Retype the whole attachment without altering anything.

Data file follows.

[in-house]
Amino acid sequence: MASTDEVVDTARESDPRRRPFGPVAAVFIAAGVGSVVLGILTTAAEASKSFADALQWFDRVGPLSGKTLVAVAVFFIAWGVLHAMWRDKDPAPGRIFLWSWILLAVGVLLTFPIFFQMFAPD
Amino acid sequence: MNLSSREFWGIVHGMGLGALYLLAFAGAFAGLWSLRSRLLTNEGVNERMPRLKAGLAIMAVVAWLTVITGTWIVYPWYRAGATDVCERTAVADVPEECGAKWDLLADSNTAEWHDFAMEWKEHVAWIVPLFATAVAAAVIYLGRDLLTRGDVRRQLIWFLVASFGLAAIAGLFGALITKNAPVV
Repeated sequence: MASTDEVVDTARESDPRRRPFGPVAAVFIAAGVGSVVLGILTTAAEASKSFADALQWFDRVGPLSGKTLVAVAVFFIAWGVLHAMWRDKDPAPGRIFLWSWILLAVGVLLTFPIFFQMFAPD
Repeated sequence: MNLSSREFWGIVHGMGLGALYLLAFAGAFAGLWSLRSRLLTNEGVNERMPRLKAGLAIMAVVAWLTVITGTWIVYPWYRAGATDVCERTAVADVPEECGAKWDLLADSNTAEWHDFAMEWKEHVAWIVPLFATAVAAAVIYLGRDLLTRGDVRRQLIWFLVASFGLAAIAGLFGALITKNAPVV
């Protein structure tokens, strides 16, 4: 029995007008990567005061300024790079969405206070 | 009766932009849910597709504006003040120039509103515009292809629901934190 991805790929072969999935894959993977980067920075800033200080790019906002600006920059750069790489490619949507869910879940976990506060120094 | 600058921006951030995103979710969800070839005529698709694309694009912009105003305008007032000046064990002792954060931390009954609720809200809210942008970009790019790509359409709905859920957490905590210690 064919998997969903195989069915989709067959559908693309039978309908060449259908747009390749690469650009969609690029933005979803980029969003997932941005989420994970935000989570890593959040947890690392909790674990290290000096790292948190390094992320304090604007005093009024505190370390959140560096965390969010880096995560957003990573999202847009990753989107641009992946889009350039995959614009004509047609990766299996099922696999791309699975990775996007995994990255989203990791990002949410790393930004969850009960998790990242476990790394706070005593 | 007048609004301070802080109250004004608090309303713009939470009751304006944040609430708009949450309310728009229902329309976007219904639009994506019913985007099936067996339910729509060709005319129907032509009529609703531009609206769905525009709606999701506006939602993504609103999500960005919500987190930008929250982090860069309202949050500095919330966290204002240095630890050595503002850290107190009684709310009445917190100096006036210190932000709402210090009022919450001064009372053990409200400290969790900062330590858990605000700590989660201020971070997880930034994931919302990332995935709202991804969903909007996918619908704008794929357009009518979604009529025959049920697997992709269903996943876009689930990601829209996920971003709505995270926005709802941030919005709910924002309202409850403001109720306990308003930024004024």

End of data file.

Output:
[in-house]
Amino acid sequence: MASTDEVVDTARESDPRRRPFGPVAAVFIAAGVGSVVLGILTTAAEASKSFADALQWFDRVGPLSGKTLVAVAVFFIAWGVLHAMWRDKDPAPGRIFLWSWILLAVGVLLTFPIFFQMFAPD
Amino acid sequence: MNLSSREFWGIVHGMGLGALYLLAFAGAFAGLWSLRSRLLTNEGVNERMPRLKAGLAIMAVVAWLTVITGTWIVYPWYRAGATDVCERTAVADVPEECGAKWDLLADSNTAEWHDFAMEWKEHVAWIVPLFATAVAAAVIYLGRDLLTRGDVRRQLIWFLVASFGLAAIAGLFGALITKNAPVV
Repeated sequence: MASTDEVVDTARESDPRRRPFGPVAAVFIAAGVGSVVLGILTTAAEASKSFADALQWFDRVGPLSGKTLVAVAVFFIAWGVLHAMWRDKDPAPGRIFLWSWILLAVGVLLTFPIFFQMFAPD
Repeated sequence: MNLSSREFWGIVHGMGLGALYLLAFAGAFAGLWSLRSRLLTNEGVNERMPRLKAGLAIMAVVAWLTVITGTWIVYPWYRAGATDVCERTAVADVPEECGAKWDLLADSNTAEWHDFAMEWKEHVAWIVPLFATAVAAAVIYLGRDLLTRGDVRRQLIWFLVASFGLAAIAGLFGALITKNAPVV
């Protein structure tokens, strides 16, 4: 029995007008990567005061300024790079969405206070 | 009766932009849910597709504006003040120039509103515009292809629901934190 991805790929072969999935894959993977980067920075800033200080790019906002600006920059750069790489490619949507869910879940976990506060120094 | 600058921006951030995103979710969800070839005529698709694309694009912009105003305008007032000046064990002792954060931390009954609720809200809210942008970009790019790509359409709905859920957490905590210690 064919998997969903195989069915989709067959559908693309039978309908060449259908747009390749690469650009969609690029933005979803980029969003997932941005989420994970935000989570890593959040947890690392909790674990290290000096790292948190390094992320304090604007005093009024505190370390959140560096965390969010880096995560957003990573999202847009990753989107641009992946889009350039995959614009004509047609990766299996099922696999791309699975990775996007995994990255989203990791990002949410790393930004969850009960998790990242476990790394706070005593 | 007048609004301070802080109250004004608090309303713009939470009751304006944040609430708009949450309310728009229902329309976007219904639009994506019913985007099936067996339910729509060709005319129907032509009529609703531009609206769905525009709606999701506006939602993504609103999500960005919500987190930008929250982090860069309202949050500095919330966290204002240095630890050595503002850290107190009684709310009445917190100096006036210190932000709402210090009022919450001064009372053990409200400290969790900062330590858990605000700590989660201020971070997880930034994931919302990332995935709202991804969903909007996918619908704008794929357009009518979604009529025959049920697997992709269903996943876009689930990601829209996920971003709505995270926005709802941030919005709910924002309202409850403001109720306990308003930024004024």